Dublin Saab

Cars, politics, sports and what not from my view. (Closed Sundays and Holidays)

Tuesday, June 26, 2007

USA Today should stick with the weather.

Main Entry: im·pact
Pronunciation: \im-ˈpakt\
Function: verb
Etymology: Latin impactus, past participle of impingere to push against — more at impinge
Date: 1601
transitive verb1 a: to fix firmly by or as if by packing or wedging b: to press together2 a: to have a direct effect or impact on : impinge on b: to strike forcefully; also : to cause to strike forcefully

It's hard to find people that can offer a sound defense of the USA Today newspaper publication, just as it's hard to find people who get their rocks off when someone drops a load in their mouth. Oh be sure they are out there, it just that you don't want to have anything to do with them. One of the great examples of bad journalism that runs through USA Today is their obsession with lists. Now normally I wouldn't even read one of the said lists but this one crosses the line into my world, that of automobiles.

Someone, who probably doesn't know a damn ting about cars, has at the direction of the editors, come up with a list of cars with the most impact (that's a nicely subjective term) in the last 25 years. Allow me a moment to Fisk this silly list.

First, why 25? On right, 25 in 25 years. I get it. It's cute and completely arbitrary and forces the writer to come up with 25 when perhaps the number of car that were truly impactful may be something wholly different than 25. Now, onto the list.

1) 1992 Toyota Camry - Huh? Impactful? Under what definition? I'll agree that it marked the beginning of Toyota's rise to become the #1 auto maker on Earth but it was an evolution not some sudden surprise that overtook the market... and it was outsold by the Ford Taurus. The 1997 Camry which took the #1 spot away from the Taurus would be a better choice but still weak considering that it was the horrible all new '96 Taurus that drove people away more than the Camry stole them, and still just another chain in the Camry evolution. Where's the impact?

2) 1991 Ford Explorer - Okay. This was the first SUV to have a softer ride and with the Eddie Bauer option came well appointed. While the SUV itself predated the Explorer by decades this was the first to sell in truly huge numbers and in doing so got the ball rolling.

3) 2001 Toyota Prius - No. Nope. No way. Hybrids, with the exception of the Hybrid-only Prius don't sell all that well and going into the '08 MY - 7 years after the Prius hit thew market - it's still the only Hybrid-Only car on the market. The Prius sells only because, as a Hybrid-only car, it is conspicuously green vs. say the Honda Accord hybrid (which Honda has dropped due to poor sales) which was privately green. I do not, at this time, see any great impact. It's had an impact on for Toyota's green credentials, in effect making gas guzzler's like the Tundra and Sequoia simply disappear but beyond that no impact on the US market.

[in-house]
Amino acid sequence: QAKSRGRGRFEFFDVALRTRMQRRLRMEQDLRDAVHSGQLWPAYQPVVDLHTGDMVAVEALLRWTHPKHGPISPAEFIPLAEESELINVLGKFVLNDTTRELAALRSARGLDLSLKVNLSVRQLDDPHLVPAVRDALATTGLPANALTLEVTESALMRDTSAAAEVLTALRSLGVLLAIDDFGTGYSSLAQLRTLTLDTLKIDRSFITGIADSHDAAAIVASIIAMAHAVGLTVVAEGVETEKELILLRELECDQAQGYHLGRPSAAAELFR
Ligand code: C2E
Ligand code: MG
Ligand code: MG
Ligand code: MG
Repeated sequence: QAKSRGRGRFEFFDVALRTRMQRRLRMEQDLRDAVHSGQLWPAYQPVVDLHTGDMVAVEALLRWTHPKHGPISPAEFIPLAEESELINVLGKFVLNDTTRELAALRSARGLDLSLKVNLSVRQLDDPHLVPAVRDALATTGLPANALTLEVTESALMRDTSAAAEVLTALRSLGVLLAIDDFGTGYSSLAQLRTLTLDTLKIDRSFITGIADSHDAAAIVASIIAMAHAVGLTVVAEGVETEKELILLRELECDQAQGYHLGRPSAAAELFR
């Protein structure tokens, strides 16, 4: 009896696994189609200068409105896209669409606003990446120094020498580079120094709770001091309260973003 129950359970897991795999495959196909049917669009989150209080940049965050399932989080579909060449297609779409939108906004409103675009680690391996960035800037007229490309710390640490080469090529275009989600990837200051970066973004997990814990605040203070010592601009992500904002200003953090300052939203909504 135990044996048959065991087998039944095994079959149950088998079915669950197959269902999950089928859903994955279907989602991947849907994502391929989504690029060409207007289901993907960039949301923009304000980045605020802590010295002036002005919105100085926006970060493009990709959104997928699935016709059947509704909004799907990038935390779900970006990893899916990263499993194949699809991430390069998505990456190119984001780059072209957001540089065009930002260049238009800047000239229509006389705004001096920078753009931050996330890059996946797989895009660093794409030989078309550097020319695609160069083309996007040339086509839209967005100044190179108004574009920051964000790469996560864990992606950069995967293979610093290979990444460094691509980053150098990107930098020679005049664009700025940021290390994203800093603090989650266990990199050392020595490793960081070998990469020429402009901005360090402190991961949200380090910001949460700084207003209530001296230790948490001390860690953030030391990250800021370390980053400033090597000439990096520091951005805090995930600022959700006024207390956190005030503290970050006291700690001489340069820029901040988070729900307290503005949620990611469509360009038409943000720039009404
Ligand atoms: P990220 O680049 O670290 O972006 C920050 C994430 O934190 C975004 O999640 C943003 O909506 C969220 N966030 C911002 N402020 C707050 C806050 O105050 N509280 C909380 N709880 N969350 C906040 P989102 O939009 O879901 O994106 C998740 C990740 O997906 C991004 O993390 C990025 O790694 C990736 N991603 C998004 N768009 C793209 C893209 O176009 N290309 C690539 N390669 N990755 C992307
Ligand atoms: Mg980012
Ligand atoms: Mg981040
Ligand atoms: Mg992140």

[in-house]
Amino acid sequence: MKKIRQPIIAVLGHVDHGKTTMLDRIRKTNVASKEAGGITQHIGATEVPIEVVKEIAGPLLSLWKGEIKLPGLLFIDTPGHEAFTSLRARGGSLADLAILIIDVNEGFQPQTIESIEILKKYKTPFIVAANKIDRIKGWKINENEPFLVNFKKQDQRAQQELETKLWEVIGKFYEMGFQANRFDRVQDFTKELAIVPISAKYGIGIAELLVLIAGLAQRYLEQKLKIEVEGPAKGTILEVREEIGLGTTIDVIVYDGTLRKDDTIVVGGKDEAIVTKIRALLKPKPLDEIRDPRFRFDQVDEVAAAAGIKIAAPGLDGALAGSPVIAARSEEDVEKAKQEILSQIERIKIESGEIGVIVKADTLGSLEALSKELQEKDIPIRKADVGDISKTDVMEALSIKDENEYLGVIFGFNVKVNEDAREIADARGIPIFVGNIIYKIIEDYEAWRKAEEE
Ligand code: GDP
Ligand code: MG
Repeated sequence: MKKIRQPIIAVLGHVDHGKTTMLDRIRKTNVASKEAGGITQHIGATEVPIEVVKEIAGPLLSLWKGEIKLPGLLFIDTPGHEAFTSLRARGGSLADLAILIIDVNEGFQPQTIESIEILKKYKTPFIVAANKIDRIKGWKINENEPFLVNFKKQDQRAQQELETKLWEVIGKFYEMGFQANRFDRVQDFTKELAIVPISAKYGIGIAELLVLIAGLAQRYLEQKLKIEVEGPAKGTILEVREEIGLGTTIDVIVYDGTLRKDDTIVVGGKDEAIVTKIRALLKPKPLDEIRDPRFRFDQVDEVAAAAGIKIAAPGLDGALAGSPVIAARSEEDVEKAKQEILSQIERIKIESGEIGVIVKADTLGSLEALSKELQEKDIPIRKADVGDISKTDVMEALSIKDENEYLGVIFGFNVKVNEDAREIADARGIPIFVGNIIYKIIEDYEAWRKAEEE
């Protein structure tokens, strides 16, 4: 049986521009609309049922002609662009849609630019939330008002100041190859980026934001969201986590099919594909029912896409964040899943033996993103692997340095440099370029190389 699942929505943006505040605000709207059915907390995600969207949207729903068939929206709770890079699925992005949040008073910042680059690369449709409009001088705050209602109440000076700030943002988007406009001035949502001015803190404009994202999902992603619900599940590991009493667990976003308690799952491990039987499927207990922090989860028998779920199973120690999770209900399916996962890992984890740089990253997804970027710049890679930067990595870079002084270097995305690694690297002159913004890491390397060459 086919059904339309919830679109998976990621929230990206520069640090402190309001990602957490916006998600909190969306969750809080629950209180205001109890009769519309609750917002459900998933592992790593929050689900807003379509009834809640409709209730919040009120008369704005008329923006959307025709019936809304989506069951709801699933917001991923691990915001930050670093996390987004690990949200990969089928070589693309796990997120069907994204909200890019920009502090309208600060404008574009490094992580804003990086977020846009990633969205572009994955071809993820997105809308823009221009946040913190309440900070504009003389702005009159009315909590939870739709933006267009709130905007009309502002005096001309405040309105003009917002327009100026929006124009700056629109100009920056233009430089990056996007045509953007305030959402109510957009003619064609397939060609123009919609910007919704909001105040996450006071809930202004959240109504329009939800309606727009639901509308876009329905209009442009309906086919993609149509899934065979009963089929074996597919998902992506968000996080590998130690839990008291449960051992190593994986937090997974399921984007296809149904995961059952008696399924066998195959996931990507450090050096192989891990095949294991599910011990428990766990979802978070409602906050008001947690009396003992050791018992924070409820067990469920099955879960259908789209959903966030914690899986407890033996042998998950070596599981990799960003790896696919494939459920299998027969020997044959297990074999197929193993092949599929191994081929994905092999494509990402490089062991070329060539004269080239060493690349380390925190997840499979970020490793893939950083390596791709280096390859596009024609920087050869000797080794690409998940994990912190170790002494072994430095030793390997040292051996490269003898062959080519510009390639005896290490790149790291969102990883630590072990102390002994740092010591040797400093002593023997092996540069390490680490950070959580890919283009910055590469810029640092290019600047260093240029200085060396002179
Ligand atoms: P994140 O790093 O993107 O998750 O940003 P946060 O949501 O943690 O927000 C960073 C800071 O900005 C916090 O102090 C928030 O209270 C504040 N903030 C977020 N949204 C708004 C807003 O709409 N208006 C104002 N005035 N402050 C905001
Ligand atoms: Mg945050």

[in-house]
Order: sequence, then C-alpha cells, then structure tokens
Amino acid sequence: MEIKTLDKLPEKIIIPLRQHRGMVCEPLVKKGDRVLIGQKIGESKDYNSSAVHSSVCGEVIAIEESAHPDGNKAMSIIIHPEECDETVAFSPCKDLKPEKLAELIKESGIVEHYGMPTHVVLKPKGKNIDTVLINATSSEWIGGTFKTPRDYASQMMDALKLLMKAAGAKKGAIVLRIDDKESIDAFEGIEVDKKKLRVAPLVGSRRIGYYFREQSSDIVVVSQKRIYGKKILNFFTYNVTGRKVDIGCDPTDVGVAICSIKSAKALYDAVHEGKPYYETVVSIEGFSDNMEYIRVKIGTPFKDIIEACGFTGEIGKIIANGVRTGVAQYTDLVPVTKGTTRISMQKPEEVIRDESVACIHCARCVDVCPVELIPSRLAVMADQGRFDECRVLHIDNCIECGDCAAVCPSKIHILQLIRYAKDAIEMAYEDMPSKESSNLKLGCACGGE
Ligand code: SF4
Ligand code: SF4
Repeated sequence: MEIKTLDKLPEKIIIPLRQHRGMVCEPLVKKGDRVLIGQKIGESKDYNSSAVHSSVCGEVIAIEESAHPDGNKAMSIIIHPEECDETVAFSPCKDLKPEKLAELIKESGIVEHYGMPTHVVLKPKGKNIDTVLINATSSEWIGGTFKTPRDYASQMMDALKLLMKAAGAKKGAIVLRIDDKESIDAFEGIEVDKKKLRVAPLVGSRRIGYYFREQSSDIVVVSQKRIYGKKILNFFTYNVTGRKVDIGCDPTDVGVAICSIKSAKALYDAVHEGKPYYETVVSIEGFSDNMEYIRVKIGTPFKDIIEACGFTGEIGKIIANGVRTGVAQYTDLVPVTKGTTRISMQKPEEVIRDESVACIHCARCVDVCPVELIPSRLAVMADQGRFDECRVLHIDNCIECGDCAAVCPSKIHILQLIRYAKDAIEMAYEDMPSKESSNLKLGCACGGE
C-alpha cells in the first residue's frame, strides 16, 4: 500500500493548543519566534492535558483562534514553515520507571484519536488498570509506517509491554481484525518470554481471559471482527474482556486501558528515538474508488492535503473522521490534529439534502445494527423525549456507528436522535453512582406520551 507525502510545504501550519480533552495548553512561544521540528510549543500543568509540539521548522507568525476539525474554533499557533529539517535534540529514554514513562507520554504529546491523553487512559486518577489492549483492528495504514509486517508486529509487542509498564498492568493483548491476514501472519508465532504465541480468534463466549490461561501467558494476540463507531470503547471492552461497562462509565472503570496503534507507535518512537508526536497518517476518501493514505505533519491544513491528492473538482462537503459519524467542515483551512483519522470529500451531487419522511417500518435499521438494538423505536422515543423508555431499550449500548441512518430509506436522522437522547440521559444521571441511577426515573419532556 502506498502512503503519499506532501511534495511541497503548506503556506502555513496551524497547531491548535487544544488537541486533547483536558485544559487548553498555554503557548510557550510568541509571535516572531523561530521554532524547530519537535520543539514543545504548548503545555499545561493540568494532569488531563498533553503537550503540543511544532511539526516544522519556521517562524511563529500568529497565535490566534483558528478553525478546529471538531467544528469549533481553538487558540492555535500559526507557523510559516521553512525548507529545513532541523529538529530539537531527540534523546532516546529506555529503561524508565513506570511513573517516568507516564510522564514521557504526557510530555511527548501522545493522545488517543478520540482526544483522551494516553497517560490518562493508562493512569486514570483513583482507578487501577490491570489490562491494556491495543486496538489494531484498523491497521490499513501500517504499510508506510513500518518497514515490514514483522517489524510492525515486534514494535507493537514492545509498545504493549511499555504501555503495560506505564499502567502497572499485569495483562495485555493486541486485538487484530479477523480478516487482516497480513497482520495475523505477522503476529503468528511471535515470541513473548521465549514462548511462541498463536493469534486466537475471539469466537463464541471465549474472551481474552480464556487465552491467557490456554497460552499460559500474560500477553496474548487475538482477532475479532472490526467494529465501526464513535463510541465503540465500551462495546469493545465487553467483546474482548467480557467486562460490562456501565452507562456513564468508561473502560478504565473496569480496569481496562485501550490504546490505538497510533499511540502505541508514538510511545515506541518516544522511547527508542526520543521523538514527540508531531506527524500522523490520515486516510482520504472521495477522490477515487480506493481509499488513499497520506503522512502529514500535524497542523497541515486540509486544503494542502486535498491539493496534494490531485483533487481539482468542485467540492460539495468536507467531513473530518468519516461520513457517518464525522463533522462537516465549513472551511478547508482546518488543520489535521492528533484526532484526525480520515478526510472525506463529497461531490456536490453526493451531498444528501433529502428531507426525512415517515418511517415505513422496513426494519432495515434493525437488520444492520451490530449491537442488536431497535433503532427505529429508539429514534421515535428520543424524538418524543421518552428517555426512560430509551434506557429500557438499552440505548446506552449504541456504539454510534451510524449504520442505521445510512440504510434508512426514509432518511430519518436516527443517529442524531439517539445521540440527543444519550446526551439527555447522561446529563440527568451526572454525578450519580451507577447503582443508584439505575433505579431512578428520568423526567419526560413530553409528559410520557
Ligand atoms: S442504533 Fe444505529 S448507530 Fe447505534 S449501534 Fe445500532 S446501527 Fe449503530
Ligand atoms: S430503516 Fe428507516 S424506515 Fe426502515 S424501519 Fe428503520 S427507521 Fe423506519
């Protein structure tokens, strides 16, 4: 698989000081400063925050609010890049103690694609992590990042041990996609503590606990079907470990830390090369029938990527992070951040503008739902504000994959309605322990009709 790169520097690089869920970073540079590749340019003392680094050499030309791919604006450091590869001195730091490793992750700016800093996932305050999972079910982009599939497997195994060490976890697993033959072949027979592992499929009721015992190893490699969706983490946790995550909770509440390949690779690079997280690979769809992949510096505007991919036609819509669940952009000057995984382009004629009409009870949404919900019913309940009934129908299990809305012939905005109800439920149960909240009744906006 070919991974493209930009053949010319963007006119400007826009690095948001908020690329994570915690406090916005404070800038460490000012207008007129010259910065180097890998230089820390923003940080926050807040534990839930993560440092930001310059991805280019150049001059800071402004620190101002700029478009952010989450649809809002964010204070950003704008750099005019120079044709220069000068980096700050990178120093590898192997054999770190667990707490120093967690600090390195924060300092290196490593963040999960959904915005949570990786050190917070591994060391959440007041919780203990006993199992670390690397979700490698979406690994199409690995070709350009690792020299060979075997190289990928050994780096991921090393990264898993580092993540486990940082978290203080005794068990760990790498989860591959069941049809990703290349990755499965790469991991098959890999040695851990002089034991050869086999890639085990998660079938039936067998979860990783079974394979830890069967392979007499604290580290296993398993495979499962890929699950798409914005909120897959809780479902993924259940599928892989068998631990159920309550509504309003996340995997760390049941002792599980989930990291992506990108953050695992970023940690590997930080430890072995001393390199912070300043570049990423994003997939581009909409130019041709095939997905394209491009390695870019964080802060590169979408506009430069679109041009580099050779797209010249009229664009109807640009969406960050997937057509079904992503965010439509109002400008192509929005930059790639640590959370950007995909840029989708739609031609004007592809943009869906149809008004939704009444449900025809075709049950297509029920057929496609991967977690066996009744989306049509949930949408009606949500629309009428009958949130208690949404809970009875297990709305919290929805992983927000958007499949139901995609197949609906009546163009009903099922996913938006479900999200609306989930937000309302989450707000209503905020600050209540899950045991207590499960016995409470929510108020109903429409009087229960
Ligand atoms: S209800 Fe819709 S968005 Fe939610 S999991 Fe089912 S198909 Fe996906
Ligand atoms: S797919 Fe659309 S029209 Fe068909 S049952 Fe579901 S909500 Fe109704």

4) 1984 Chrysler Minivans - Oh ya. It hit the market like a lightening strike and created an all new segment of vehicles that still represent a huge number of units each year.

5) 1986 Hyundai Excel - What are you smoking? The Excel was such a turd that Hyundai was contemplating leaving the US market altogether after having their reputation ruined by it. The only reason the Hyundai is still here is a gusty CEO who said offer a 100,000 mile warranty to hold over until quality could be improved. The car can not be given any impactfulness without rendering the concept of impact meaningless.

6) 1986 Ford Taurus - Yes! The jelly bean is a giant. I'd say the most impactful of the 1980's. It started the entire "organic" styling language and was the #1 seller for 10 years.

7) 1990 Lexus 400 - Well executed and more upmarket that Acura but still Toyota was beat to the punch by 4 years making Lexus a copy cat and not an impact maker.

8) 1990 Mazda Miata (MX5) - Absolutely! Single handedly revived the small British sports car genre of the 60's and 70's and lead to the creation of cars such as the Honda S2000, BMW Z3 and Pontiac Solstice.

9) 1986 Acura Legend - Showed that the Japaneses could make an up-market car and lead to the creation of Lexus, Infiniti and the failed Millennium (Mazda).

10) 1996 Toyota RAV4 - The first unibody, car based SUV, creating the "crossover" segment. Yes.

BREAK: Okay, so far USA Toady is playing .600 ball which is great in baseball but pretty shitty in definitive lists.

11) 1994 Ford Mustang - ... No. And how did it "save" Ford?